ACT Renewable Energy Contract for Difference Costs Drive Substantial Network Tariff Increase
On 1 July 2021, the network tariffs for EvoEnergy will increase on average by approximately 43 per cent. EvoEnergy is the electricity distribution business in the Australian Capital Territory (ACT). The one year increase is unparalleled and equivalent to $1,476 (42 per cent) for a small business customer and $241 (36 per cent) for a residential customer.
The primary driver for the overall increase is a 133 per cent increase in one of EvoEnergy’s costs related to the administration of the ACT Government’s large scale feed-in tariff scheme. The scheme is part of the ACT Government’s 100% renewable energy target.
Under the feed-in tariff scheme, the ACT government ran five reverse auction processes between 2012 and 2020 and awarded 840MW of contracts to the successful generators. These contracts for difference with large-scale wind and solar generators pay the generator for the difference between an agreed fixed price and the prevailing wholesale price of electricity. The payment can be viewed as a ‘top-up’ payment to provide the renewable generators with a predictable level of revenue.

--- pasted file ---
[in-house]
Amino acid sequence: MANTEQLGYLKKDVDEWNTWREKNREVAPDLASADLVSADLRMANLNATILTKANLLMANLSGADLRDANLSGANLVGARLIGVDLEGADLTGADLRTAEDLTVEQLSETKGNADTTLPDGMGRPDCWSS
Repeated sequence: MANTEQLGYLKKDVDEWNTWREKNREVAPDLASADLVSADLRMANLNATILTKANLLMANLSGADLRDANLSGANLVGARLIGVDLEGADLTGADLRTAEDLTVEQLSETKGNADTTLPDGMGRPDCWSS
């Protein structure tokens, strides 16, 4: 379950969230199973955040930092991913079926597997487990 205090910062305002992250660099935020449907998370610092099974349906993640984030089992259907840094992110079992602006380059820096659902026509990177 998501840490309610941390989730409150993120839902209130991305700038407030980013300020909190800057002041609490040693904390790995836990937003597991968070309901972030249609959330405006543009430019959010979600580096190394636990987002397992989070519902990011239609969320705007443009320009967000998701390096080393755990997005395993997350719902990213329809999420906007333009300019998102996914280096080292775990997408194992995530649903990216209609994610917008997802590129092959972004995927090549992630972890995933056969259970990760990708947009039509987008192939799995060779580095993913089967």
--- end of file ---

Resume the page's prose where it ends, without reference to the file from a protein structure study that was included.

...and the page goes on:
These contracts were entered into at times when wholesale prices were much higher. Given the recent significant reduction in wholesale electricity prices, the payments under these contracts have substantially increased. EvoEnergy’s payments under these contracts have tripled in one year from $42 million to $127 million.
Under the ACT Government’s renewable energy target legislation, EvoEnergy is required to recover these jurisdictional charges from the ACT community. This is achieved by passing the costs through in their network tariffs.
Should wholesale prices increase, the payments under these contracts will decrease, resulting in a reduction in network tariffs.
The ACT Government is not the only jurisdiction to use contracts for difference to drive renewable energy development. These contracts are also used in other jurisdictions.